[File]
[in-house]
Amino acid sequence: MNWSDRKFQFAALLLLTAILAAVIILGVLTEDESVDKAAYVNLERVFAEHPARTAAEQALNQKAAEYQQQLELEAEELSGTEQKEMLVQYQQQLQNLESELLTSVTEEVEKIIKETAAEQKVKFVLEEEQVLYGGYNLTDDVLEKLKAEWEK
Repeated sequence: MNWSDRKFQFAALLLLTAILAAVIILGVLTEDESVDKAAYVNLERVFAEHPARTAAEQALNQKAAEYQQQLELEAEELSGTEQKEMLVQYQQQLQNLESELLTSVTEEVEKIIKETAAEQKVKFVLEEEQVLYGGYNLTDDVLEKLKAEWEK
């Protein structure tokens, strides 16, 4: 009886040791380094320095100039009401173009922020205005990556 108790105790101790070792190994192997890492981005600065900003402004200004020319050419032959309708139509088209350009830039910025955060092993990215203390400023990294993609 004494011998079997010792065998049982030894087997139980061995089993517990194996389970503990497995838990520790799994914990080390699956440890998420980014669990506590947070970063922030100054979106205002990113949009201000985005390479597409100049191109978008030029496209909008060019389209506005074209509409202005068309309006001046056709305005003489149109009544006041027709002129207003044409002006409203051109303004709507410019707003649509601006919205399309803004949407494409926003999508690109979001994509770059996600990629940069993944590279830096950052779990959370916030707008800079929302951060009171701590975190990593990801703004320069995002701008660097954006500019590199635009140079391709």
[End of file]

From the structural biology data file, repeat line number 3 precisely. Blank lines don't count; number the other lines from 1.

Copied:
Repeated sequence: MNWSDRKFQFAALLLLTAILAAVIILGVLTEDESVDKAAYVNLERVFAEHPARTAAEQALNQKAAEYQQQLELEAEELSGTEQKEMLVQYQQQLQNLESELLTSVTEEVEKIIKETAAEQKVKFVLEEEQVLYGGYNLTDDVLEKLKAEWEK